Applied Materials Inc. (AMAT:US), the world’s largest producer of chipmaking equipment, forecast fiscal fourth-quarter sales that may fall short of analysts’ estimates as some customers rein in expansion plans.
Sales in the current period will fall 25 percent to 40 percent from the prior quarter, the company said yesterday in a statement, indicating revenue of $1.41 billion to $1.76 billion. Analysts on average estimated sales of $1.95 billion, according to data (AMAT:US) compiled by Bloomberg.
Makers of Nand flash memory -- semiconductors used to store data in phones, tablets and other devices -- are producing more chips than their customers need, hurting prices and causing chip companies to curb output, according to Patrick Ho, an analyst at Stifel Nicolaus & Co. Applied Materials may also be setting conservative targets in an unpredictable economic climate, he said.
“Nand has some supply-demand imbalances that will take a few quarters to work through,” said Ho, who is based in Dallas. He recommends buying Applied Materials shares. “They’re going to be cautious.”
The company predicts per-share profit before some items to be break-even to 6 cents in the fourth quarter, which ends in October. On that basis, it was estimated to have a profit of 12 cents a share, the average of analysts’ predictions.
Shares of Santa Clara, California-based Applied Materials rose 1.5 percent to $11.98 at the close in New York. The stock has climbed 12 percent this year.
Applied Materials said third-quarter net income fell to $218 million, or 17 cents a share, from $476 million, or 36 cents, a year earlier. Revenue in the period that ended in July dropped 16 percent to $2.34 billion. That compares with average analyst estimates for profit of 21 cents and sales of $2.32 billion.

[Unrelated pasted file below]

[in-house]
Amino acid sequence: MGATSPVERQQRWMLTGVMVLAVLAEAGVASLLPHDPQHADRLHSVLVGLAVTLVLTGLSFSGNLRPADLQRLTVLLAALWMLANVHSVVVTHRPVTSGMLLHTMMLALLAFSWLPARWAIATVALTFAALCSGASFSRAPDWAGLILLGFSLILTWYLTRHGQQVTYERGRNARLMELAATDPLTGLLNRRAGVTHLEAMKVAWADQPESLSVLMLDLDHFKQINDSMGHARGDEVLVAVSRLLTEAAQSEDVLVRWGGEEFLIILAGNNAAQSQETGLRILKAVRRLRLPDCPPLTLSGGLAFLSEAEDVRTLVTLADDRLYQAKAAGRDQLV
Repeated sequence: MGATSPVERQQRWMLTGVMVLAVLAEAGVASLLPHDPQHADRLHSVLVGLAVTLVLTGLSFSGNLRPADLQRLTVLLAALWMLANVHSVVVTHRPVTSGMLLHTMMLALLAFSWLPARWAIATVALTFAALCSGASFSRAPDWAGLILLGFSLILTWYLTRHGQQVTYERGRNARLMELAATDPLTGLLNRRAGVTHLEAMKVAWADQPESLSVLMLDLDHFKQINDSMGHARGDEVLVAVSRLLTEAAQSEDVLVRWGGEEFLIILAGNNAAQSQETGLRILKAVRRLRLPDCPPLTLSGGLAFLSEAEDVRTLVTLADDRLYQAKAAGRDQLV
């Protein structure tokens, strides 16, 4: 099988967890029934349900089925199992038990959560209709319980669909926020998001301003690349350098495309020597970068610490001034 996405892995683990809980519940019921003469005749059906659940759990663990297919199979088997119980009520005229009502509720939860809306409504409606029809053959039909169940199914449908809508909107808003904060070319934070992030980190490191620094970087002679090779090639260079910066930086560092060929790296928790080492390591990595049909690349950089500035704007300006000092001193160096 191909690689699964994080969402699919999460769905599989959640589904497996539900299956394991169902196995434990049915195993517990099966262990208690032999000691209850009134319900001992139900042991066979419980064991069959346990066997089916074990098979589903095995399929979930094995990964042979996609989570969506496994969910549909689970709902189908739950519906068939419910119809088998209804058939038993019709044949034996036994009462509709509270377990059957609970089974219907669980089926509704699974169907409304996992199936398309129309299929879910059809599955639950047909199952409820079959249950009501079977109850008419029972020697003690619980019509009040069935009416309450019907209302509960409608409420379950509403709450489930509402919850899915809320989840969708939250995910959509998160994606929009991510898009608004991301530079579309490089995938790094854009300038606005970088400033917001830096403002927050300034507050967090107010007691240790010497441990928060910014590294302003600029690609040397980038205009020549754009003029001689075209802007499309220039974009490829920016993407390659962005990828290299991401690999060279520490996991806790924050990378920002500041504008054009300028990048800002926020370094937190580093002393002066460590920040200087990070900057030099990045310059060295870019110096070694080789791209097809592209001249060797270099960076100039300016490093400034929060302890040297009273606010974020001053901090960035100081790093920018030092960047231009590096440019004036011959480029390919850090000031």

Demand for Applied Materials’ machinery fell more than expected in all of its markets, including flat-screen display and solar-panel equipment, Chief Executive Officer Mike Splinter said. Even so, orders for chip gear will pick up in the last three months of the year, he said.
So-called foundries, which make chips for other companies, will lead a return to building capacity as they gear up for smartphone growth next year, Splinter said. Their willingness to spend on new machinery will be influenced by how well those handhelds sell in this year’s holiday shopping season, he said.
“A big part of this return is dependent on smartphones and tablets and a reasonable holiday buying season,” Splinter said in a telephone interview yesterday. “We’re being quite realistic and cautious.”
Last month, Applied Materials reduced its projections for this fiscal year. For the 12 months ending Oct. 28, sales will be below a previous prediction of $9.1 billion to $9.5 billion, the company said July 10. Profit, excluding some items, will be less than its previous forecast of 85 cents to 95 cents a share.
Applied Materials also cut its forecast for industrywide factory-equipment sales to $30 billion to $33 billion, compared with an earlier prediction of $32 billion to $35 billion.
Investors and analysts track semiconductor-equipment orders as a harbinger of demand for the broader electronics industry. Chipmakers such as Intel Corp. (INTC:US) and Samsung Electronics Co. vary spending on new equipment and plants based on their projections for demand as much as two years in advance.
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